Military reckons with the mental wounds of war

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Amos had his encounter with Ownbey at Bethesda in late August 2009, four days before the meeting with civilian doctors and scientists. The general had been pinning Purple Hearts on wounded troops when he got word that one of the patients wanted to see him.

Staff Sgt. James Ownbey in 2009 at the National Naval Hospital in Bethesda, two years after his MRAP was blown up in an IED blast in Iraq. (Photo courtesy the United States Marine Corps)

The Marine was so weak he could barely walk. Electrodes and wires were pinned to his bare, puffy chest. The 2007 blast had damaged Ownbey's pituitary gland at the base of his brain and his weight had ballooned to 240 pounds. He was 165 pounds before the injury.

Amos extended a hand to introduce himself.

"Sir, we've met before in Iraq," Ownbey said.

Sandy watched as the general slowly recognized her husband. Amos's face turned ashen. He hugged Sandy, and she began to cry. "We are going to figure out why this is happening to him," he said.

Amos opened the meeting with the civilian doctors on Sept. 1, 2009, by passing out the now two-year-old picture of himself and Ownbey posing in front of his crumpled vehicle. Then he handed out the snapshot of the Marine in his hospital bed.

"What can you do to help us with this now?" he asked the doctors.

'He just feels numb'

By early October, Chiarelli had become obsessed with the science of PTSD and traumatic brain injury. He turned an awards luncheon in Washington for the Army's 24 noncommissioned officers of the year into a half-hour seminar on the mental wounds of war.

The Army general flashed a picture of three brain scans depicting a normal brain, a patient in a deep coma and a UCLA football player who had suffered a mild concussion. The normal brain glowed red and yellow, indicating that it was actively burning glucose. Both the concussion and the coma scans were blue, a sign that the brains had shut down to heal.

The football player's brain would only return to normal if it were given a couple of weeks to heal before it was struck again, Chiarelli said, according to a transcript of the event.

Chiarelli then explained how physiological changes caused by PTSD flooded the body with chemicals and triggered a rush of fear. "Contrary to what some believe, PTSD and traumatic brain injury are not phantom conditions exhibited by weak soldiers trying to get out of a deployment," he said.

As the months passed, Chiarelli began to refer to post-traumatic stress disorder as PTS. "I drop the D because I believe it is more of an injury than a disorder," he said. "A lot of doctors agree with me, but there are some who don't."

He sent instructions urging commanders to hold full memorial services for suicide victims just as they would for other Army fatalities. Some field commanders argued passionately against the policy, insisting that it was wrong to salute troops who had shown a lack of resolve. Chiarelli overruled them.

The best way to erase the stigma of mental illness, he insisted, would be to award the Purple Heart to troops suffering from post-traumatic stress. A 2008 study ordered by Defense Secretary Robert M. Gates had concluded that it was too difficult to prove that a soldier was suffering from PTSD. By 2010 Chiarelli countered that the science had sufficiently advanced and was worth reconsidering.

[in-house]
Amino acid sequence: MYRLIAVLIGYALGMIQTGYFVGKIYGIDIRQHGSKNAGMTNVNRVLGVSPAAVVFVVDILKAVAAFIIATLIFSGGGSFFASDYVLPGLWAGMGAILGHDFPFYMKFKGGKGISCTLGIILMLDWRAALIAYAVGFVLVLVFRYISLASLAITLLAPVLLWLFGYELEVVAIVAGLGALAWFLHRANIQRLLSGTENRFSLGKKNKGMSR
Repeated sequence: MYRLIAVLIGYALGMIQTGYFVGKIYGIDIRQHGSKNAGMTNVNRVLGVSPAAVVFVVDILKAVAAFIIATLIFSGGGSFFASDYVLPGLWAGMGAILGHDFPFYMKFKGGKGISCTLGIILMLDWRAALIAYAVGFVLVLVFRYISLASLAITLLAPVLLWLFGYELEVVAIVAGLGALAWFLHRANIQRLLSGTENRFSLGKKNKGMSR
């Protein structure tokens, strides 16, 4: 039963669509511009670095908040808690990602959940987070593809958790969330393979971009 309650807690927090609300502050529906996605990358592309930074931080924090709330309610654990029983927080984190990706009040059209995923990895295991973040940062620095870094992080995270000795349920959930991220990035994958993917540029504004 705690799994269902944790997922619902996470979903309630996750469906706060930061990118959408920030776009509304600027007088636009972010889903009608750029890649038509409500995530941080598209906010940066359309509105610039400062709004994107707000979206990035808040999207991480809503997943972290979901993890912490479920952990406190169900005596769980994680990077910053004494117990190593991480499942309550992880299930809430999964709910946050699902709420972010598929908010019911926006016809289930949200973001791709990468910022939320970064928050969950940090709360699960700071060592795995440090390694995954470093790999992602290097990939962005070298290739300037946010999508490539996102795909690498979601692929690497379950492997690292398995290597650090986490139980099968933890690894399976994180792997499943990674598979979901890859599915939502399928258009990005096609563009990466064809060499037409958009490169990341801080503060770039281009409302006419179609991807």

Amos disagreed with Chiarelli on the Purple Heart. "We need to keep that award as pure as we possibly can," he said.

The Marine general was never particularly captivated by the science of PTSD or traumatic brain injury. But Amos was convinced by Ownbey's suffering.

The two generals worked with the civilian doctors from the meeting they had organized in Washington to develop new procedures for treating mental wounds. To prevent traumatic brain injury, the doctors recommended new rules requiring troops who experienced a concussion to rest until a doctor cleared them for duty. After three concussions troops are no longer allowed to return to combat for the rest of the tour. "We've taken away the opportunity for Marines to say they are good to go after a concussion," Amos said, "because every Marine is going to say he is fine."

To treat PTSD, the doctors recommended therapy be delivered as soon after the triggering incident as possible. Amos and Chiarelli instituted programs to train front-line medics to spot the signs of PTSD and provide immediate psychiatric first-aid. They instructed therapists to use video conferencing to screen troops who might otherwise not get help.

The generals' goal was to fix the flawed system that Ownbey and his men confronted in Iraq and when they returned home to Camp Lejeune.

Gunnery Sgt. Christopher Wellman, who was sitting behind Ownbey when their truck was launched 30 feet in the air, estimated last month that he suffered four or five concussions during his final tour in Iraq. But he never sought medical care or skipped a patrol to rest and heal. "People were dying," he said.

He returned home and began experiencing memory problems, dizziness, nightmares and migraines. Wellman spent a year on limited duty before he made it back to his engineer unit, where he lasted three months before a routine explosion at a firing range caused him to relapse. He was medically retired from the Marine Corps this summer and began work with the Defense Department in Arlington. He stopped receiving treatment when he left Camp Lejeune.

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